Brianna Morgan is a Clark Scholar and a third-year doctoral student exploring inner strength in persons newly diagnosed with mild cognitive impairment and their care partners. Morgan guest lectures in a number of courses across the academic programs in Penn Nursing and is an appointed associate fellow of Penn’s Leonard Davis Institute. She has worked as a research specialist at the FrontoTemporal Degeneration Center, a neuro-trauma ICU nurse, and a geriatric and palliative care nurse practitioner at Pennsylvania Hospital’s Abramson Cancer Center. Morgan has a bachelor’s of science in the biological basis of behavior, a bachelor’s of science in nursing, and a master’s of science in nursing in adult and gerontological primary care from Penn.
Dr. Kyra O’Brien is an assistant professor of neurology at the University of Pennsylvania Perelman School of Medicine. She is board certified in neurology. She completed fellowship training in cognitive neurology with an emphasis on Alzheimer’s disease and related dementias. Dr. O’Brien graduated from Yale University with a degree in biology. She completed medical school, neurology residency, and a cognitive neurology fellowship at the University of Pennsylvania Perelman School of Medicine. Dr. O’Brien specializes in the diagnosis and treatment of older adults with memory disorders. Her research examines methods to improve patient care via early detection of cognitive impairment and early diagnosis of Alzheimer’s disease.
Emma Rhodes is a Clark Scholar and an instructor and clinical neuropsychologist in the Frontotemporal Degeneration Center at the University of Pennsylvania. She completed her PhD in clinical psychology at Temple University, predoctoral internship in neuropsychology at UCSD, and postdoctoral fellowship in geropsychology and neuropsychology at UCSF/San Francisco VA Medical Center. Dr. Rhodes’ research focuses on mechanisms of neuropsychiatric symptoms in neurodegenerative disease, with an emphasis on digital measurement of social and emotional dysfunction in bvFTD. In clinic, she conducts comprehensive neuropsychological assessments of patients with a wide range of neurologic and psychiatric conditions and strives to conduct research that is clinically informed and meaningful for patients and their families.
Claire Erickson completed her training at the University of Wisconsin-Madison in the Neuroscience and Public Policy program. She conducted her thesis work at the Wisconsin ADRC and Wisconsin Registry for Alzheimer’s Prevention (WRAP) focusing on return of PET scan results to cognitively healthy older adults. Erickson is excited to continue working on topics related to returning AD biomarker information to participants and patients.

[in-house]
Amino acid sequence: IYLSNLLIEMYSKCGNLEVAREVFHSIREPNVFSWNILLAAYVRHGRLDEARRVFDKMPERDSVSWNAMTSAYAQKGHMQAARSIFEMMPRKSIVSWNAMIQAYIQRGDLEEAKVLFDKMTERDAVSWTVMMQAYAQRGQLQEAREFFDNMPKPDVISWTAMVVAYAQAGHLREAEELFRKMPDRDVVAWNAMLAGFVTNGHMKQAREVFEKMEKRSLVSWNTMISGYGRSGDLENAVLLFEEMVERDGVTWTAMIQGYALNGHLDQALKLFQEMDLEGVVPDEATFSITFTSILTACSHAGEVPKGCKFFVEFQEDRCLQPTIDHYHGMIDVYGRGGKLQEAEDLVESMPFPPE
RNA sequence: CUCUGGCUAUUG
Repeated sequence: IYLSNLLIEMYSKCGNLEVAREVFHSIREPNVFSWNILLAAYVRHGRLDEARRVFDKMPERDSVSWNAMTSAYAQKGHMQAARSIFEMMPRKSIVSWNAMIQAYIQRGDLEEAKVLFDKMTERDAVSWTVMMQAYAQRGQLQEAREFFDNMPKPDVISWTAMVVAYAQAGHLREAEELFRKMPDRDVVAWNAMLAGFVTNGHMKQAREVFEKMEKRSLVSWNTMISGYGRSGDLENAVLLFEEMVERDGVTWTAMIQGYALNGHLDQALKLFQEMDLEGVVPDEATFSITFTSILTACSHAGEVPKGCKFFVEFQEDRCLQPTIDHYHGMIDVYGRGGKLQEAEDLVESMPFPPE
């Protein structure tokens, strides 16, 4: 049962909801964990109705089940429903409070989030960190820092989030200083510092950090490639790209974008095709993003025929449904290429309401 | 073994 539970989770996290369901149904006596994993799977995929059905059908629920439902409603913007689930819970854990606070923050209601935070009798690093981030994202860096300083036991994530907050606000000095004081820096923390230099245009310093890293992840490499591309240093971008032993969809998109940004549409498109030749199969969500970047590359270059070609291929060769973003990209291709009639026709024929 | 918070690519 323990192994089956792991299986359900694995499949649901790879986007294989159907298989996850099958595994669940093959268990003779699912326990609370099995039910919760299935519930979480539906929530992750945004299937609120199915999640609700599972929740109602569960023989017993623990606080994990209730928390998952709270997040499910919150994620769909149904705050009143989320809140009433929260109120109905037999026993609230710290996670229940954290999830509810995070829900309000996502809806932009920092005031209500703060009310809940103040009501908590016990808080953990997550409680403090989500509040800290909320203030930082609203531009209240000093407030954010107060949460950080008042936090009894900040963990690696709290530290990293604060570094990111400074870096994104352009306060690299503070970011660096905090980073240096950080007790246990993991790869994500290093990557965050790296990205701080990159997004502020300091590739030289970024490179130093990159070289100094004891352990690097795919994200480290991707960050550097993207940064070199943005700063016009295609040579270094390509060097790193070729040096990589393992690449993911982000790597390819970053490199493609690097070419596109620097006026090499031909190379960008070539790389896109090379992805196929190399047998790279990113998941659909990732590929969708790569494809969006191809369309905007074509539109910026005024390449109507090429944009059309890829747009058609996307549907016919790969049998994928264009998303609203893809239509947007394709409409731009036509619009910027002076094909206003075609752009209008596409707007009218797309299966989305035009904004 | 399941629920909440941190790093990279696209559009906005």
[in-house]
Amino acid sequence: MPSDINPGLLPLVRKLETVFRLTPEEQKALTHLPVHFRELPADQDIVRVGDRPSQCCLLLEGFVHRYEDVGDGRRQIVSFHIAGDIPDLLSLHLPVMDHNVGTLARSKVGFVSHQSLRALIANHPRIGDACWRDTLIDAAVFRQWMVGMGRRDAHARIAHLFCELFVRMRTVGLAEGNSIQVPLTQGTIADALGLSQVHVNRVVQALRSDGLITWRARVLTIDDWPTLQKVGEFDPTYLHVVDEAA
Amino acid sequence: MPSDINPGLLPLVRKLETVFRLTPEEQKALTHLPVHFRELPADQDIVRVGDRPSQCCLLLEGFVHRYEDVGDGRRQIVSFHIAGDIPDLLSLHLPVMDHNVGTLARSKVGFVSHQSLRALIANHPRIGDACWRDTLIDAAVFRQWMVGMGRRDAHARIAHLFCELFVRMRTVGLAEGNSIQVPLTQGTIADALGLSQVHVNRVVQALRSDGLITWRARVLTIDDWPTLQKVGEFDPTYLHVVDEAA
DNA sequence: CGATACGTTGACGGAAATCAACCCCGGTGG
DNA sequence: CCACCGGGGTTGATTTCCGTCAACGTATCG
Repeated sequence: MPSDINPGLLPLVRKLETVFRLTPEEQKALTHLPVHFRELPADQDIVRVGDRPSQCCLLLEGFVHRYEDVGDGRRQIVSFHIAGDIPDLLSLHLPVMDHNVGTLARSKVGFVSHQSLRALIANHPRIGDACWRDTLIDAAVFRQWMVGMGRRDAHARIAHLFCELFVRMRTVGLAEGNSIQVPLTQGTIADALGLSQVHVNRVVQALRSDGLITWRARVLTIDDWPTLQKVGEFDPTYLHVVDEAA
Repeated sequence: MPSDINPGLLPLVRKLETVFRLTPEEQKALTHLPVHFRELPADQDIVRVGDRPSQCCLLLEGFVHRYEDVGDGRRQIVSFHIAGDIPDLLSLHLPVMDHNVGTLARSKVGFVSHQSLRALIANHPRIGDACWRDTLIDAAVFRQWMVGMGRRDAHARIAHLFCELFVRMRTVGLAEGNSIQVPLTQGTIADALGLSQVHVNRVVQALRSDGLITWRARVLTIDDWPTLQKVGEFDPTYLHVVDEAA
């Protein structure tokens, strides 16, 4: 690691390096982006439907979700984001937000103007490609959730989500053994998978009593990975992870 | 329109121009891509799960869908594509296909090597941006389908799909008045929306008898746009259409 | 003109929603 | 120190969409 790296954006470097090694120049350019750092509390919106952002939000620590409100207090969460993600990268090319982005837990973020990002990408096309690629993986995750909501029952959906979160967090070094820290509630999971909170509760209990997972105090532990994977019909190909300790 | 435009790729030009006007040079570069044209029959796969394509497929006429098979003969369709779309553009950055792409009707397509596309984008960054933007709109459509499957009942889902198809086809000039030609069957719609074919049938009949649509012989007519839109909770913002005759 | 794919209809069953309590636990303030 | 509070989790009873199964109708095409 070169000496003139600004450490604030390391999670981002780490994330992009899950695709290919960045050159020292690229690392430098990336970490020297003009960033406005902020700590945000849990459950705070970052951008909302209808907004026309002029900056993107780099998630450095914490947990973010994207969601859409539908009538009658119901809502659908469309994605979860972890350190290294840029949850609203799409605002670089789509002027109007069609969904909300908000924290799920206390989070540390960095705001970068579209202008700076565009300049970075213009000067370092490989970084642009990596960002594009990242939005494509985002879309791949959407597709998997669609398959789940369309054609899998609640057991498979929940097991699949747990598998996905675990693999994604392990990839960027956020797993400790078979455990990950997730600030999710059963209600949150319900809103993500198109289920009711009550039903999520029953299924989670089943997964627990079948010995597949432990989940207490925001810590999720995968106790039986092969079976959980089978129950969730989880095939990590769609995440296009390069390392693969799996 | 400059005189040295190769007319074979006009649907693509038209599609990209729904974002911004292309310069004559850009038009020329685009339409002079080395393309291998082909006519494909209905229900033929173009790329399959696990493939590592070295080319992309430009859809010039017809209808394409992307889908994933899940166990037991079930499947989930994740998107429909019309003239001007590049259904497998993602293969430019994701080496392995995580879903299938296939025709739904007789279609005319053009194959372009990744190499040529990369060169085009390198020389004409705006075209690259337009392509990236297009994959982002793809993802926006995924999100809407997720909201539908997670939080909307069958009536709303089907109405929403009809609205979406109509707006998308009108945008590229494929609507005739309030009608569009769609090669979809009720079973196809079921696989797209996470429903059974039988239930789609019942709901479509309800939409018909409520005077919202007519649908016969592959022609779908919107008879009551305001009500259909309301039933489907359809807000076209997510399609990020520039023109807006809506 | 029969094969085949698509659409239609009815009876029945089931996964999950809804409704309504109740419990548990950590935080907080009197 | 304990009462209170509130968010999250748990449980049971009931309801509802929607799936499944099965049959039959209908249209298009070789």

Leah Fein is an associate director of social work at the Penn Memory Center. Fein provides support and education to patients and their loved ones impacted by a dementia diagnosis. She also supports PMC programming such as Memory Cafés, caregiver classes, and support groups.
Prior to her working with the social work team, she was an intern with the PMC communications team. Additionally, Fein worked in Pittsburgh at their Area Agency on Aging as a case manager with older adults, arranging their in-home services and supporting transitions of care. She received her bachelor’s degree in social work from University of Pittsburgh and her master’s degrees in social work and public health from University of Michigan. She completed her social work training at Michigan Medicine in their geriatric primary care clinic.
Meg Kalafsky is the Associate Director of Social Programs. Kalafsky joined the Penn Memory Center in 2019 and provides supportive and educational programming for patients and their loved ones impacted by a dementia diagnosis. Kalafsky earned her bachelor’s of psychology and sociology from Duquesne University in 2011 and is currently pursuing a master’s of Health Care Innovation from the University of Pennsylvania Perelman School of Medicine.
Alison Lynn is a licensed clinical social worker and the director of social work at the Penn Memory Center. Lynn has been at the PMC since 2015 providing support, education, and psychotherapy to patients and families affected by a diagnosis of Alzheimer’s disease and related dementias. Lynn also plans and runs PMC programming such as its monthly Memory café, twice-yearly Caregiver Class, and monthly caregiver support groups; and supervises master’s level social work interns from the University of Pennsylvania School of Social Policy and Practice. Lynn holds a bachelor’s of arts in sociology from Kenyon College and a master’s in social work from the University of Pennsylvania, and completed her social work training at the Penn Memory Center and the Penn Division of Geriatric Psychiatry. Prior to her work in Philadelphia, Alison worked in admissions at a continuing care retirement community for military officers in Washington, DC.
Rachel Marx is a social work intern. She provides support and education to patients and caregivers, and facilitates PMC programming such as Memory Cafés, Cognitive Comedy, and support groups.
Marx is currently a second year student at University of Pennsylvania’s Graduate School of Social Work. Prior to graduate school, she worked in a variety of capacities in the fields of education and public planning. She received her bachelor’s degree from the University of Pittsburgh in urban studies and creative writing.
Carly Rogers is a social work intern. She helps to facilitate PMC programming, such as the Time Together and Weekly Smile programs and will be leading the Mindfulness and Meditation class. She is currently a first year student in the master’s of social work program at the University of Pennsylvania. She received her bachelor’s degree in psychology from Virginia Commonwealth University this past year.